Péter Nádas This was all part of a methodology, and what made it very hard to maintain that methodology was the fact that this book took 12 years to write. And for this reason I terrorized my immediate environment because my instinct was to keep everything just as it was. I didn’t want anything to happen; I wanted to make sure that I could sit at my desk the next morning in the same condition as before, because I was afraid that I just couldn’t continue if anything had changed. I am accused of being a sensualist, but I was really a monk. In the fourth or fifth year, I knew what the last sentence would be, so that was seven years before I finished . . . . I was so aware of what the last chapter would be about that I became immune to the effect. That is why I had to put it on stage, to distance myself from it, to take a fresh look at it. Writers probably possess different kinds of knowledge as they get into their work. My type is the type that sees structures. And at certain central points of the structures, I see scenes. So it’s a dilemma because I can see those scenes at crucial points of the structure, but I am not certain whether these disparate scenes can be built together into a whole story. It might just be that when I get to the scene that I had envisioned, the structural grounds that I had built up to that point might compel me to go in a different direction.

There is this constant play between the structure and the scenes. It is like a scientific hypothesis that will either be verified by a certain experience or falsified. In that sense the part of the novel that is already finished up to that point where I have to make the decision about the scene, is like a series of experiments that will tell me either to keep that scene or to drop it, or to reform it. But just like in a scientific experiment there is a strict methodology, a research plan, because it makes a difference where you start these experiments. The hypothesis can collapse not just because it is a faulty experiment, but also if you started the experiment in the wrong place, and then you just have to start from a different point. If I myself find it interesting at the end of the day and I am not bored by the scene that I am writing, if I don’t want to get up and make a fire, or if I can still repair it by resorting to formal tricks, that is fine. But I can’t trick myself. If I am bored, then I know it is no good. So either I can detect the place in the scene where I was self-deceiving or superficial, and then I can do something, or I can’t and I just drop it.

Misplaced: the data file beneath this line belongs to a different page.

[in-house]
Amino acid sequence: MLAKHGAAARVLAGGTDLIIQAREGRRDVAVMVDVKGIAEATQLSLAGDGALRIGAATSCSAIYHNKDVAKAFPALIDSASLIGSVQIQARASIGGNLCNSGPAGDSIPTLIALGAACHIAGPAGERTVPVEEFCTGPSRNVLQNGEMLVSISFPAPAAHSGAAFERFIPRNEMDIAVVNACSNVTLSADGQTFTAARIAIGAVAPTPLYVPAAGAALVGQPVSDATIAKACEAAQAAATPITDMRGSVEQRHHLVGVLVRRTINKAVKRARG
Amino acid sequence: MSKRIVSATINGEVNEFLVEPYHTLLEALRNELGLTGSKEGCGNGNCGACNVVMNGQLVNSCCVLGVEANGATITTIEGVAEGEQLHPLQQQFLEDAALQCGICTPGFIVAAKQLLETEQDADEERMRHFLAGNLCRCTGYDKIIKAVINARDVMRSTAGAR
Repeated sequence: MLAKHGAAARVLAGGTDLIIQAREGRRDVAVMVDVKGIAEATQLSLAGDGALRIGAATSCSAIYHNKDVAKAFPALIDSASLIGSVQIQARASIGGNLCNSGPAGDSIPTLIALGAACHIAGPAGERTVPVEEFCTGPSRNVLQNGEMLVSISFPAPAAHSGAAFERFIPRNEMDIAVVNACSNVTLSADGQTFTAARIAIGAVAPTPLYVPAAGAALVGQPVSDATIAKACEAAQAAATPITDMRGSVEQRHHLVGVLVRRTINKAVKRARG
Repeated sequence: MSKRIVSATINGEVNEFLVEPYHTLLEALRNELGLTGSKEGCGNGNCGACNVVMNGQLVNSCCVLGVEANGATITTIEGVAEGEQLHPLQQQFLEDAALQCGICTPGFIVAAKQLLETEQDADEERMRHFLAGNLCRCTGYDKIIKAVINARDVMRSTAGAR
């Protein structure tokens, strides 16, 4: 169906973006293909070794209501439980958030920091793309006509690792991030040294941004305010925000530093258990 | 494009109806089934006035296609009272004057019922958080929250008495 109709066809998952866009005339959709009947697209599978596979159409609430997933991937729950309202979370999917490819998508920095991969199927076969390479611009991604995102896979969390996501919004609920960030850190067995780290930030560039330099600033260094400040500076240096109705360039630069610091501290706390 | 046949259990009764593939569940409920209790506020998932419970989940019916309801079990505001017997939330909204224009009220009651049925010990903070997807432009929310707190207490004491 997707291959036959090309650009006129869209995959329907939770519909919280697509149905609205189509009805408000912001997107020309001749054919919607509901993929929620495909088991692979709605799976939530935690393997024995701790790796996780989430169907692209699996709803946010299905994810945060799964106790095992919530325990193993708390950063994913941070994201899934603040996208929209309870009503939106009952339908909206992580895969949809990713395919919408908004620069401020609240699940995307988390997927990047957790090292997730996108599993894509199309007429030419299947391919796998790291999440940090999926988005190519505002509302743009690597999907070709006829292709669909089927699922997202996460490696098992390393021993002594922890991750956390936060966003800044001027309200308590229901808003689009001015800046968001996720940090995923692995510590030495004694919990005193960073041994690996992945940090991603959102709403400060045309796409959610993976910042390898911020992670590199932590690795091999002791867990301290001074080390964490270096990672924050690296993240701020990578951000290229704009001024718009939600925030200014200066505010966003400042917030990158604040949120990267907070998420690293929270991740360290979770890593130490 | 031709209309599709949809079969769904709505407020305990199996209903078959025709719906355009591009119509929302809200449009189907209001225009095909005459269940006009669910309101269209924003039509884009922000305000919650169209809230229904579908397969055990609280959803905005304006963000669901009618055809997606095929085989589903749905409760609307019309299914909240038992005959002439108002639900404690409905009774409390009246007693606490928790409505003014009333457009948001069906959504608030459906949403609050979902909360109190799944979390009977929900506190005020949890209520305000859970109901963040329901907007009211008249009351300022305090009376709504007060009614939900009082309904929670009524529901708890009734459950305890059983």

DK What do you think about Gertrude Stein’s statement from How to Write: “A sentence is not emotional, a paragraph is”?

PN I would like to say that it is possible to have great emotional movements within a paragraph, and I think that it should always be so. It is not really a question of mechanical division, but how one can tolerate monotony, or what one’s relationship is to monotony. And what one’s relationship is to symmetry and asymmetry, which is a sub-problem of monotony. The question is whether monotony should be broken up by symmetry or asymmetry. There is another subdivision of this problem: It might be the case that it would be good to break this monotony for the continuity of the character. This character has a long presence; this dilemma has to be solved. In that sense the content sometimes overrules the strategy that you meant to follow, and this is a case where the omnipotent writer is making a decision keeping in mind the reader’s point of view, which would dictate a more formal structure, to break the monotony and to prevent boredom, but at the same time he is following his own strategy, which he designed for the character, and that would dictate the free play of philosophical or emotional aspects of the story or the character, which has a different inner structure.